Jimi Hendrix: A fish wouldn’t get into trouble if he kept his mouth shut

10th June 2017

Title: Are You Experienced?

Label: Track

Originally released on 12 May 1967, in the UK (a significant point which we will get to soon), produced by Chas Chandler, who was also the band’s manager, Are You Experienced? was one of the most amazing debut albums in the entire history of rock (and the first of only three fully conceived studio albums from Hendrix during his lifetime). It also quickly became a symbol of the 60s cultural renaissance and revealed Hendrix as a guitar-toting genius, the pre-eminent exponent of the instrument and the man who expanded it’s creative boundaries while revealing new potential.

Despite a thorough musical apprenticeship working with the likes of Little Richard, King Curtis and the Isley Brothers, Hendrix the ‘rock star’ seemed to appear, fully formed, into the UK music scene. But that belied the Hendrix capacity to look and learn, “My dad was very, very strict and taught me that I must respect my elders always. I couldn’t speak unless I was spoken to first by grown-ups. So I’ve always been very quiet. But I saw a lot of things. A fish wouldn’t get into trouble if he kept his mouth shut,” Hendrix said.

By Steve Banks – Steve Banks, CC BY-SA 4.0, https://commons.wikimedia.org/w/index.php?curid=63987610

This particular fish was discovered by ex-Animal band member, Chandler, during a stint in New York and became the centre of the new band, the Jimi Hendrix Experience.

The debut album not only revealed the Hendrix guitar technique but also the man’s song writing prowess. His work on the album blended essential pop hooks with contemporary, cultural cosmic awareness melded with gentle moments that helped to promote a more balanced personality to a public that, in general terms, was still wary of the culture as a whole. We’ve all been educated to believe that this new musical culture was part and parcel of society. Not so, as drummer, Mitch Mitchell confirmed, in 1967, “In other countries people look and laugh,” he said. “Here they give you a hard time. In other countries they say he’s probably in a group and excuse you, but not here.”

The album showed Hendrix’s blues roots but also revealed his so-so vocal performance: Hendrix was no Sinatra. Yet, the melding of gruff vocal and psychedelic wizardry set an eclectic tone that transfixed the entire scene.

By Original photographer unknown – e24.se, attributed to Scanpixtrelleborgsallehanda.se, Public Domain, https://commons.wikimedia.org/w/index.php?curid=19443013

The release of the album warrants some explanation because it’s relatively complex. We Brits can have some pride in our eye for talent because we, frankly, recognised Hendrix for the genius he was. He began his career as a solo artist in the UK and this album was initially released in the UK and Europe via the newly created Track Records. This LP’s sleeve featured the cape-wearing Hendrix, sheltering fellow band members: Noel Redding and Mitch Mitchell. The LP flew up the charts, reaching No 2 that same month.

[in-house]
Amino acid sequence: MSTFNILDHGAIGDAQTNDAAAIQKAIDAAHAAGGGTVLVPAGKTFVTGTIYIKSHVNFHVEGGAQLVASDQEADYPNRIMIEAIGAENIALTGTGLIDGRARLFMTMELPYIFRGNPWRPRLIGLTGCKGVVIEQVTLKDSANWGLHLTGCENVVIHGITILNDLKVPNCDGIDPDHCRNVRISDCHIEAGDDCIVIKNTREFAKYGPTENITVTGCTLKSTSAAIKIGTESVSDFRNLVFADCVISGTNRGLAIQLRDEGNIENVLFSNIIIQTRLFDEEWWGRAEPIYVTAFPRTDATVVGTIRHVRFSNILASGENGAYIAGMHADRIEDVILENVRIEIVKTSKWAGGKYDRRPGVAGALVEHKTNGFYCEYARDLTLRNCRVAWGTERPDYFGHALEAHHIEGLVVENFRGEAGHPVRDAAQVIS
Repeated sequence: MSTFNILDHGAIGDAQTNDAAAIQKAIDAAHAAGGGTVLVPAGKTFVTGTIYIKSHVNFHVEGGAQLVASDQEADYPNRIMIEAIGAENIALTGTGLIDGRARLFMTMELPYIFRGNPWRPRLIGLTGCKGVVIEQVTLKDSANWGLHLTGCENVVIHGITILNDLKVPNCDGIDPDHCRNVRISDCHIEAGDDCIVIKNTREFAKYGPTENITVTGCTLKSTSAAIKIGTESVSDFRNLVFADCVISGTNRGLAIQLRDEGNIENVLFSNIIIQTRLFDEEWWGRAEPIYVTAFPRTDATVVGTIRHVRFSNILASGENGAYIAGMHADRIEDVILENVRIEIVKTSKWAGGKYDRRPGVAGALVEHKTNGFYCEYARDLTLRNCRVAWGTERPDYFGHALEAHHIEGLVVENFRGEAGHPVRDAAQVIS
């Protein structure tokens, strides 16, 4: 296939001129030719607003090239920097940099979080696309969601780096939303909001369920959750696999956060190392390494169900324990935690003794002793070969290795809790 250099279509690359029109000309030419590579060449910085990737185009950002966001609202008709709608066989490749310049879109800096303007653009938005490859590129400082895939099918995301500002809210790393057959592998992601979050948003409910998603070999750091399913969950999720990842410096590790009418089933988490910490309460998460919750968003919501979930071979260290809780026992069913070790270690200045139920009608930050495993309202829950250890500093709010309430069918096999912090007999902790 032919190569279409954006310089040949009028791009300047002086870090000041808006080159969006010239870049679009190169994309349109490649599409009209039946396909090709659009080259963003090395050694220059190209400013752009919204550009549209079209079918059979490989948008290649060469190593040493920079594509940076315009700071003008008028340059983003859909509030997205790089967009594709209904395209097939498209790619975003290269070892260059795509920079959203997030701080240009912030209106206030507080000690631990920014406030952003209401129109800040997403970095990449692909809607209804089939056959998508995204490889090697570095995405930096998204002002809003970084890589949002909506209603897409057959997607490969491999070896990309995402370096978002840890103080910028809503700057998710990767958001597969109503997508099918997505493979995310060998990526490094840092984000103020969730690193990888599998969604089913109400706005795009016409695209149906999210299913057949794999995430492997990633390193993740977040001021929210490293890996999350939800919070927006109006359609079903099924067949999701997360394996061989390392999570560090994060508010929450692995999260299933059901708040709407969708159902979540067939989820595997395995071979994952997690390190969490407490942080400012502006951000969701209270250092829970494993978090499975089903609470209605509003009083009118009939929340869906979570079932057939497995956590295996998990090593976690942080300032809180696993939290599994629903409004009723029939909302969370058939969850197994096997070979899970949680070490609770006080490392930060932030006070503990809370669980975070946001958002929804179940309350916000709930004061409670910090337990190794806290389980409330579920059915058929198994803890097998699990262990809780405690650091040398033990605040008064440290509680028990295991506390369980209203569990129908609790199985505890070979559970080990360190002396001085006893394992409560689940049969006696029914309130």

Bassist, Noel Redding, believed that the band was in the right place at the right time, “It was a lapse period. There was not much going on in England then. The fans were looking for something new. We jumped around, looked colourful and got very well-known very quickly.”

It wasn’t until Hendrix was seen setting fire to his guitar at the Monterey Pop Festival that the USA finally noticed Hendrix and, even then, Paul McCartney had to insist to co-organiser, John Philips (member of The Mamas & the Papas), that Hendrix appear on the bill in the first place. Are You Experienced? was subsequently released in the USA on 23 August 1967, via Reprise. The exploitive sleeve was changed. Keith Ferris’ fish-eye lens plus psychedelic font and art ‘cashed in’ on the new zeitgeist. That wasn’t the only change from the UK version. The tracklisting was altered. Three UK hit singles (Purple Haze, Hey Joe and The Wind Cries Mary) replaced the UK version’s Red House, Can You See Me and Remember while, oddly, Foxy Lady became Foxey Lady. Hendrix selected the running order for the US version but was unhappy to see the towering blues track, Red House, dropped. The album reached No 5 in the US charts.

By Warner/Reprise RecordsUploaded by We hope at en.wikipedia – eBay itemphoto frontphoto backTransferred from en.wikipedia by SreeBot, Public Domain, https://commons.wikimedia.org/w/index.php?curid=17011402

Hendrix fans will be pleased to see that Music On Vinyl has released both the UK and US versions of the album, complete with changes and tweaks. More than that, both LPs are offered using the original mono masters that only saw limited use in selected territories and for a short period of time. Both will be of great interest to collectors while the final production shows typically fine mastering quality from the company. Superb editions of a ground-breaking album.